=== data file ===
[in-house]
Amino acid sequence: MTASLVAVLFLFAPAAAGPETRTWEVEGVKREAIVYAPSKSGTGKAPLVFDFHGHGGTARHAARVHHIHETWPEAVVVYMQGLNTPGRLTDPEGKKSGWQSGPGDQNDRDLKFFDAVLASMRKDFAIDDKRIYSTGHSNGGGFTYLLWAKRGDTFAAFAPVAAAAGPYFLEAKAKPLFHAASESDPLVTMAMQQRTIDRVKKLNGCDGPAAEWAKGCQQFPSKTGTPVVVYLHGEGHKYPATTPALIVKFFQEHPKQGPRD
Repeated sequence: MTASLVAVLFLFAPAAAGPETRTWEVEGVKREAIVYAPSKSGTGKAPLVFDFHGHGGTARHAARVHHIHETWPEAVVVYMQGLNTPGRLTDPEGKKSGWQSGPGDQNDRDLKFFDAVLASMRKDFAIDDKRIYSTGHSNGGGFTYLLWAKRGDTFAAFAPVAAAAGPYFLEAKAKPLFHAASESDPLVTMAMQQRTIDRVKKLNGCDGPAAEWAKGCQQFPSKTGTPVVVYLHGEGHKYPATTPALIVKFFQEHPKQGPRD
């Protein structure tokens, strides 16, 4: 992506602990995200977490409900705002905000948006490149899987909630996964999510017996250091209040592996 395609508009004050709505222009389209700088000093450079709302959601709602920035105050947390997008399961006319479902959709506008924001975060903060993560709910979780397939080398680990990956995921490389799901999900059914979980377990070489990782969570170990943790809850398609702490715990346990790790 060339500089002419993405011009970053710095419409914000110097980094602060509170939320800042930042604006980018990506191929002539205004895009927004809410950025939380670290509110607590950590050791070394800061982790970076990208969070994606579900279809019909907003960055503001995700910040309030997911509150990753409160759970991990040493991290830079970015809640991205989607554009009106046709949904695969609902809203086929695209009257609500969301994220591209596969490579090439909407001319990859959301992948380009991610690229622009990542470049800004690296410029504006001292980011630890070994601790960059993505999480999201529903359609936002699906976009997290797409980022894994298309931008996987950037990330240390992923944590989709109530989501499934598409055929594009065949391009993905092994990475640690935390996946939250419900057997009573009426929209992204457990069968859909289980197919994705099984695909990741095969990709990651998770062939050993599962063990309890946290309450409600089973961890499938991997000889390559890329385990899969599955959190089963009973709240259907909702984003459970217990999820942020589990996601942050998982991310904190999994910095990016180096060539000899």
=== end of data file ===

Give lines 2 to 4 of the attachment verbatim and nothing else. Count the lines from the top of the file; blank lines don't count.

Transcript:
Amino acid sequence: MTASLVAVLFLFAPAAAGPETRTWEVEGVKREAIVYAPSKSGTGKAPLVFDFHGHGGTARHAARVHHIHETWPEAVVVYMQGLNTPGRLTDPEGKKSGWQSGPGDQNDRDLKFFDAVLASMRKDFAIDDKRIYSTGHSNGGGFTYLLWAKRGDTFAAFAPVAAAAGPYFLEAKAKPLFHAASESDPLVTMAMQQRTIDRVKKLNGCDGPAAEWAKGCQQFPSKTGTPVVVYLHGEGHKYPATTPALIVKFFQEHPKQGPRD
Repeated sequence: MTASLVAVLFLFAPAAAGPETRTWEVEGVKREAIVYAPSKSGTGKAPLVFDFHGHGGTARHAARVHHIHETWPEAVVVYMQGLNTPGRLTDPEGKKSGWQSGPGDQNDRDLKFFDAVLASMRKDFAIDDKRIYSTGHSNGGGFTYLLWAKRGDTFAAFAPVAAAAGPYFLEAKAKPLFHAASESDPLVTMAMQQRTIDRVKKLNGCDGPAAEWAKGCQQFPSKTGTPVVVYLHGEGHKYPATTPALIVKFFQEHPKQGPRD
């Protein structure tokens, strides 16, 4: 992506602990995200977490409900705002905000948006490149899987909630996964999510017996250091209040592996 395609508009004050709505222009389209700088000093450079709302959601709602920035105050947390997008399961006319479902959709506008924001975060903060993560709910979780397939080398680990990956995921490389799901999900059914979980377990070489990782969570170990943790809850398609702490715990346990790790 060339500089002419993405011009970053710095419409914000110097980094602060509170939320800042930042604006980018990506191929002539205004895009927004809410950025939380670290509110607590950590050791070394800061982790970076990208969070994606579900279809019909907003960055503001995700910040309030997911509150990753409160759970991990040493991290830079970015809640991205989607554009009106046709949904695969609902809203086929695209009257609500969301994220591209596969490579090439909407001319990859959301992948380009991610690229622009990542470049800004690296410029504006001292980011630890070994601790960059993505999480999201529903359609936002699906976009997290797409980022894994298309931008996987950037990330240390992923944590989709109530989501499934598409055929594009065949391009993905092994990475640690935390996946939250419900057997009573009426929209992204457990069968859909289980197919994705099984695909990741095969990709990651998770062939050993599962063990309890946290309450409600089973961890499938991997000889390559890329385990899969599955959190089963009973709240259907909702984003459970217990999820942020589990996601942050998982991310904190999994910095990016180096060539000899």